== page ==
NEW DELHI/MUMBAI (Reuters) - India’s revised e-commerce rules caused widespread disruption on Amazon’s India website when they kicked in on Friday, forcing the company to take down its key grocery service and remove a wide range of products such as sunglasses and floor cleaners.
The products began to disappear from Amazon India late on Thursday as it began complying with the regulations before a midnight deadline, two sources with direct knowledge of the matter told Reuters.
In December, India modified foreign direct investment rules for its burgeoning e-commerce sector, which has drawn major bets from not only Amazon.com but also the likes of Walmart Inc, which last year bought a majority stake in homegrown e-commerce player Flipkart.
India’s new e-commerce investment rules bar online retailers from selling products via vendors in which they have an equity interest, and also from making deals with sellers to sell exclusively on their platforms.
Numerous items sold by Amazon vendors such as Cloudtail, in which Amazon holds an indirect equity stake, were no longer available on its India site. Amazon Pantry, a grocery service primarily managed by company affiliates, was also discontinued, though grocery products could be purchased individually.
“Pantry is completely empty, how I am suppose to grocery shop,” Twitter user Pamela wrote on the social network. “Whatever government rules are, (I) don’t care, you guys fix it, I need to shop.”
Amazon, which saw record sales and profit during the holiday season, has forecast first-quarter sales below Wall Street estimates due to the uncertainty in India - one of its key growth markets.
The situation in India is “a bit fluid right now,” but the country remains a good long-term opportunity, Amazon Chief Financial Officer Brian Olsavsky said. The company’s main goal was to minimize the impact of the new rules on customers and sellers, he added.
Flipkart CEO Kalyan Krishnamurthy warned last month that it faced “significant customer disruption” if the new rules were implemented from Feb. 1. On Friday, the company said it was disappointed the government acted in “haste”, but assured compliance.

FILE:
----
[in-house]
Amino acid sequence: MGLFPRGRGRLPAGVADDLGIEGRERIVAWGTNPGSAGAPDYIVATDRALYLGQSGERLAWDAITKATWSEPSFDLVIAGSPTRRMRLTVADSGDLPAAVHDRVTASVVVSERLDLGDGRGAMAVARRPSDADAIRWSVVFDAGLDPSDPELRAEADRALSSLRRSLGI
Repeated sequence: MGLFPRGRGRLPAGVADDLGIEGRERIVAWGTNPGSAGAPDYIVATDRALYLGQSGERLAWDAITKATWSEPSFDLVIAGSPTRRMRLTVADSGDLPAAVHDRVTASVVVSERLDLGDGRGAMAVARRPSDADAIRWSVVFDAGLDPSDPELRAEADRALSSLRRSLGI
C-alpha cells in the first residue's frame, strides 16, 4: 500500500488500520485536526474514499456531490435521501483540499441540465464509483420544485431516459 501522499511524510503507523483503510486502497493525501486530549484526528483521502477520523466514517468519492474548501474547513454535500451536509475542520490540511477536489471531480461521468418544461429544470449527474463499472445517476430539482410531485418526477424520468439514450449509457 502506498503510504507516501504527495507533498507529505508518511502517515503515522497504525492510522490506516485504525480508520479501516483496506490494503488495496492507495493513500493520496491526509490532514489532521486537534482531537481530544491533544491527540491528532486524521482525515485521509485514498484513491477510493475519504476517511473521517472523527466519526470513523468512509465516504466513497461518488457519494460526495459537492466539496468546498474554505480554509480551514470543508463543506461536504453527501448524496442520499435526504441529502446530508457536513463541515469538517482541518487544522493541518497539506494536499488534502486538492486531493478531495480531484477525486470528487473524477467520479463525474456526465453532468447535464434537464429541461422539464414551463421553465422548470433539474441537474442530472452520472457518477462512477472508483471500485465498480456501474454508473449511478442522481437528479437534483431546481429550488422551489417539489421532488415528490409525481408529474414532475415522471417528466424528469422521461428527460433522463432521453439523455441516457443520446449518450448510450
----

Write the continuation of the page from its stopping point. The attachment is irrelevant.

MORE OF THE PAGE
“We are committed to doing everything we can to be compliant with the new rules,” Flipkart India executive Rajneesh Kumar said in a statement, without explaining how the website was impacted.
POLITICS, INVESTOR SETBACK
The new policy was announced after complaints from small Indian traders who said the e-commerce giants used their control over inventory from affiliated vendors to create an unfair marketplace where they could offer discounts. Such arrangements will now be barred.
Both Amazon and Walmart unsuccessfully lobbied against the latest rules and pushed for a delay in their implementation. The U.S. government too urged India to protect the investments of the two retailers, Reuters reported last week.
But Indian Prime Minister Narendra Modi’s administration stood firm as the move was widely seen as one to appease small traders in the run-up to a general election due by May.
Industry sources have said the new rules will dent foreign investor sentiment and force the big online retailers to change their business structures, raising compliance costs.
“The company has no choice as they are fulfilling a compliance requirement, the customers will suffer,” said one of the sources. “It is very upsetting for foreign investors.”
Both companies have bet heavily on India being a big growth driver: Amazon has committed to investing $5.5 billion there, while Walmart last year spent $16 billion on Flipkart.
Amazon’s own range of Presto-branded home cleaning goods and other Amazon Basics products such as chargers and batteries vanished from its website late on Thursday.
Clothing from Indian department store chain Shopper’s Stop was also no longer available, as Amazon owns 5 percent of the company.
The Confederation of All India Traders (CAIT), which supported tougher scrutiny of large e-commerce players, said the removal of products by Amazon was a step in the “right direction”.
Exclusive deals with sellers, in compliance with the revised rules, will also be discontinued on Amazon India, the two sources said.
It was unclear how long the disruption will last. On Friday, Amazon’s own range of Echo smart speakers, which were earlier removed as they were sold by a company affiliate, returned for sale via other sellers on the platform.
However, buyers would now need to wait for up to 36 days to get some of the speakers delivered even under Amazon’s fast-delivery Prime service, which often delivers goods in a day or two.
Reporting by Aditya Kalra and Sankalp Phartiyal; Additional reporting by Munsif Vengattil; Editing by Euan Rocha, Kevin Liffey and Himani Sarkar
Our Standards: The Thomson Reuters Trust Principles.